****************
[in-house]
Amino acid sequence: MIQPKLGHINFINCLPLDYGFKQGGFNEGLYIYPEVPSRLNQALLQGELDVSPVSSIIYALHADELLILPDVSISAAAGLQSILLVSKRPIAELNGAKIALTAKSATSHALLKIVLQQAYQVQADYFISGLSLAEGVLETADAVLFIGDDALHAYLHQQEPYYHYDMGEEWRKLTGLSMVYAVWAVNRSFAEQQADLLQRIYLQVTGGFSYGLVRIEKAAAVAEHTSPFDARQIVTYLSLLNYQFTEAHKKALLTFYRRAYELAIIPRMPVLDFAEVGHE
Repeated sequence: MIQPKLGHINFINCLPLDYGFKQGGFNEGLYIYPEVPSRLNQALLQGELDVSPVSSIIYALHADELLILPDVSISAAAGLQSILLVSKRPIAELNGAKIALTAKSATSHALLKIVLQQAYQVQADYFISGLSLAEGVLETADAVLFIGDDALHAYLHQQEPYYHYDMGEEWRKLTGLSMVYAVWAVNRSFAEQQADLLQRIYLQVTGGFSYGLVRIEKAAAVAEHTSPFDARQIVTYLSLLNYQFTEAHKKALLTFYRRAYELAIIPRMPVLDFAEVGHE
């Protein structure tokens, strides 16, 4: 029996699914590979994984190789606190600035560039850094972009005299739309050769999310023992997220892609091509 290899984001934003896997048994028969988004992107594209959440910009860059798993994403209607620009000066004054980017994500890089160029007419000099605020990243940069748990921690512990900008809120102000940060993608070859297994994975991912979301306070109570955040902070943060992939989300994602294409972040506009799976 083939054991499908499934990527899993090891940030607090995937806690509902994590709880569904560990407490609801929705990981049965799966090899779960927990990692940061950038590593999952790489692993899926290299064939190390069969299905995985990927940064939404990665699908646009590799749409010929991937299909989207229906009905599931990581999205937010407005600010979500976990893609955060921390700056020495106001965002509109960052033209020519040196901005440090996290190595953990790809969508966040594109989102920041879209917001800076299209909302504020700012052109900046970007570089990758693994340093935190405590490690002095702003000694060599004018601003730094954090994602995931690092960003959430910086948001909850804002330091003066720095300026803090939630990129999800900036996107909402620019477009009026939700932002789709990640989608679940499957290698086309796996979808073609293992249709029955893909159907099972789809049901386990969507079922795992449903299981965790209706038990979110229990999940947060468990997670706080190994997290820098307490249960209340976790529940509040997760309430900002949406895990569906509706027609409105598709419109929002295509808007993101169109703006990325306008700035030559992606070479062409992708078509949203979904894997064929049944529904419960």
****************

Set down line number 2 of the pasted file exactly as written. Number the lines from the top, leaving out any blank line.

Amino acid sequence: MIQPKLGHINFINCLPLDYGFKQGGFNEGLYIYPEVPSRLNQALLQGELDVSPVSSIIYALHADELLILPDVSISAAAGLQSILLVSKRPIAELNGAKIALTAKSATSHALLKIVLQQAYQVQADYFISGLSLAEGVLETADAVLFIGDDALHAYLHQQEPYYHYDMGEEWRKLTGLSMVYAVWAVNRSFAEQQADLLQRIYLQVTGGFSYGLVRIEKAAAVAEHTSPFDARQIVTYLSLLNYQFTEAHKKALLTFYRRAYELAIIPRMPVLDFAEVGHE